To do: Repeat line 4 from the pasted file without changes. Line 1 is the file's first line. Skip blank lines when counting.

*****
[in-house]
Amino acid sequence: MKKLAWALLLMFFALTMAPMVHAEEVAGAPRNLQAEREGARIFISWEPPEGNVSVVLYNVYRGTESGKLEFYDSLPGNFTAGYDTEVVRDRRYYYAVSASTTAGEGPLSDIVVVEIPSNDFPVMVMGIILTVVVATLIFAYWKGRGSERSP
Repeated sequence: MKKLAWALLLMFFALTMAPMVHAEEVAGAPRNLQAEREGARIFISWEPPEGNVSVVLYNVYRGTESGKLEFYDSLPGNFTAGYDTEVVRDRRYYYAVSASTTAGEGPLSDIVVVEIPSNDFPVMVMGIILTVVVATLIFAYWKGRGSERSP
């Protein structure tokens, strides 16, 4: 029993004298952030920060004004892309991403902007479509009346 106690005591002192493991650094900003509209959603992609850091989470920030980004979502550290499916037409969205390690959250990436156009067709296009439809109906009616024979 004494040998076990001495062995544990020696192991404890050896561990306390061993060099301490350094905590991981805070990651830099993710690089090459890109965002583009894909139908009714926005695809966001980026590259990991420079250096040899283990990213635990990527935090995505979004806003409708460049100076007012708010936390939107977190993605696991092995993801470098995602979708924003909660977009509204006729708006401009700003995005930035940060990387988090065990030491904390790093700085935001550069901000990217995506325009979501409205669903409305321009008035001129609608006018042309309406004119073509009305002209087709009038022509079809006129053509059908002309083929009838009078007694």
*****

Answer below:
């Protein structure tokens, strides 16, 4: 029993004298952030920060004004892309991403902007479509009346 106690005591002192493991650094900003509209959603992609850091989470920030980004979502550290499916037409969205390690959250990436156009067709296009439809109906009616024979 004494040998076990001495062995544990020696192991404890050896561990306390061993060099301490350094905590991981805070990651830099993710690089090459890109965002583009894909139908009714926005695809966001980026590259990991420079250096040899283990990213635990990527935090995505979004806003409708460049100076007012708010936390939107977190993605696991092995993801470098995602979708924003909660977009509204006729708006401009700003995005930035940060990387988090065990030491904390790093700085935001550069901000990217995506325009979501409205669903409305321009008035001129609608006018042309309406004119073509009305002209087709009038022509079809006129053509059908002309083929009838009078007694």